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Standards, assessments, and portfolios: Getting started


Which of these describes you and your program?

My program administers pre-admission evaluations to all children to make sure they meet strong entrance criteria. Children are tested regularly to make sure they are learning. Parents must make an appointment before visiting.

Children spend time with me doing whatever they please. Learning can wait for public school. Parents don’t ask about how their children are doing.

I observe children and use observation notes to plan activities that I think children will enjoy while they develop physical, emotional, cognitive, and social skills. I meet with parents regularly.

I use lesson plans from a book, and little changes year to year—all children are the same, after all. Sometimes parents come along on field trips.

My program uses a set of criteria to make sure teachers are prepared to help children learn in age and developmentally appropriate ways. Parents are welcome in the classroom anytime.

We have regular staff meetings to make sure all teachers follow the planned curriculum. Parents have a copy of the plan but seldom ask questions about it.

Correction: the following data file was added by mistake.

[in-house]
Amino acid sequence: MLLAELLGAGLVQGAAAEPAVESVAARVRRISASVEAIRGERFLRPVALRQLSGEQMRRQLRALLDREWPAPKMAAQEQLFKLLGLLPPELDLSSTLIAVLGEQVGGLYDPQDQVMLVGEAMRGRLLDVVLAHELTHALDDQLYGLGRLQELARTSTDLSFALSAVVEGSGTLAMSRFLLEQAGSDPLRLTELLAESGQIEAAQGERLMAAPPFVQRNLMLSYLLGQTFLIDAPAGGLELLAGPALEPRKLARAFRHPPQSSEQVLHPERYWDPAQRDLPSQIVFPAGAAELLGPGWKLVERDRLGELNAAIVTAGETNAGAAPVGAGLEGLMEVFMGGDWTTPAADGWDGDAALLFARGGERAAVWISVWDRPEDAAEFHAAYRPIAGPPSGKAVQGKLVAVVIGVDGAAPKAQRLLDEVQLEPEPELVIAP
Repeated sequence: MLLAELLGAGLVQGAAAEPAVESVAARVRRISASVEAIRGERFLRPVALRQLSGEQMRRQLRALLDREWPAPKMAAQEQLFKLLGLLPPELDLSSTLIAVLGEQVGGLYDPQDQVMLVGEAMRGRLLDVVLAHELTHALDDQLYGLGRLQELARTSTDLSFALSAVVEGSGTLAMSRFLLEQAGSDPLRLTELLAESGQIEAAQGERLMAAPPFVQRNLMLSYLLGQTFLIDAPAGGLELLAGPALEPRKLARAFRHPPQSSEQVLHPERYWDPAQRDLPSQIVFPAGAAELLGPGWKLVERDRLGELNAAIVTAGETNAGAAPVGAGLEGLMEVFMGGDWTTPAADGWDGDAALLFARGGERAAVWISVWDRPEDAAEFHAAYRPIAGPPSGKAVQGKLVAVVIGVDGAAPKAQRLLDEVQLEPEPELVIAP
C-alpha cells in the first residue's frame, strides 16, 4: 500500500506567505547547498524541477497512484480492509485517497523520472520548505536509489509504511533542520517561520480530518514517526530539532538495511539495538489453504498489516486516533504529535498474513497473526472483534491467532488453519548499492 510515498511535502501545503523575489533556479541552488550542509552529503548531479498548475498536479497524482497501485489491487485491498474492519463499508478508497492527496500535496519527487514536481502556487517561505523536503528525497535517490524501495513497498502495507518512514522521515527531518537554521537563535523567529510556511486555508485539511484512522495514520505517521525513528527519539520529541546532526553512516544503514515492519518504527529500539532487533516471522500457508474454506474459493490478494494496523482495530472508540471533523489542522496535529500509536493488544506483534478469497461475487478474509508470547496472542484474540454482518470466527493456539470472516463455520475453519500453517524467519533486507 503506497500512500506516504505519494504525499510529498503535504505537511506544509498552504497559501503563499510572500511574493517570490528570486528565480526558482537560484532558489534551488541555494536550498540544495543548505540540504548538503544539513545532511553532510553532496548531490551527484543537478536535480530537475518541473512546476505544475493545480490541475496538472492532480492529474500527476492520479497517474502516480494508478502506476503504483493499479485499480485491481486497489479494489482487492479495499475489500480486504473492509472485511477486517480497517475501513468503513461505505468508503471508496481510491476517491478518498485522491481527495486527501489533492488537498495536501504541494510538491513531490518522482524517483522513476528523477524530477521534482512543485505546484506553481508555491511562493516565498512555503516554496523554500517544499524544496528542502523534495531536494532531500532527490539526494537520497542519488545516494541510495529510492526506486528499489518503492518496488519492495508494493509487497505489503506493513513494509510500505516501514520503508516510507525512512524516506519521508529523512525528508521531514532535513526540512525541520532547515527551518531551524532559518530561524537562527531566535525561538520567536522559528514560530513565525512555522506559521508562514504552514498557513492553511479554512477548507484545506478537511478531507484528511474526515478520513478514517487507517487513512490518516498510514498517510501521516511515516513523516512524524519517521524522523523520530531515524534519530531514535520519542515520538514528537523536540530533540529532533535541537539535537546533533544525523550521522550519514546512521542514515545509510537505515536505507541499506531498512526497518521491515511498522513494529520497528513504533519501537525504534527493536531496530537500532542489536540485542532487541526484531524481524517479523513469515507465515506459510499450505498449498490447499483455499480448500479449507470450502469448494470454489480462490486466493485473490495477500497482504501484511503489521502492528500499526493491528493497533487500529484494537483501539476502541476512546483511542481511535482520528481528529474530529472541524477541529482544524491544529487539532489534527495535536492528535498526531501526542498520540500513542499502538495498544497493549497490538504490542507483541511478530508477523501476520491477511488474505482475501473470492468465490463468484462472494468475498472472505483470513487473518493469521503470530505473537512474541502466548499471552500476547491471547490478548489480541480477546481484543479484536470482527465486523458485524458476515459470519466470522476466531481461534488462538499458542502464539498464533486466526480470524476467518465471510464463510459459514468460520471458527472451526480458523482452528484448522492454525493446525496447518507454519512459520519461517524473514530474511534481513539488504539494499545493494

Standards—that powerful buzz word in elementary and secondary education—have trickled down to the traditionally exempt world of early care and education. Today, teacher preparation, program quality, and curriculum content are addressed in federal, state, and local legislation; parent-teacher forums; and professional seminars.
Do standards mean that all children have to learn in the same way, at the same time, everywhere? Does having standards mean that every playground, every classroom, and every curriculum will be identical? Does using standards mean that all early childhood education programs will have evaluations, tests, and a one-size-fits-all curriculum?
The answer to these questions is a firm no.
But if early childhood programs have a purpose beyond keeping children safe while parents work, and if programs are sincerely interested in the development, support, and well-being of young children, standards are essential. Standards set and reinforce a program’s responsibility to understand how children learn and mark their growth and development. In addition, standards enable teachers to plan curriculum to support optimum growth and communicate with children’s families.
Standards in public education continue to be a political hot potato. Reform movements arise, legislation is passed, and competency measures are set. While early childhood educators originally distanced themselves from the standards movement, many in the field (educators, academics, public health advocates, policy makers, and parents) are now working to set standards for teacher preparation, program administration, curriculum, assessment, and parent/family communication (Seefeldt 2005).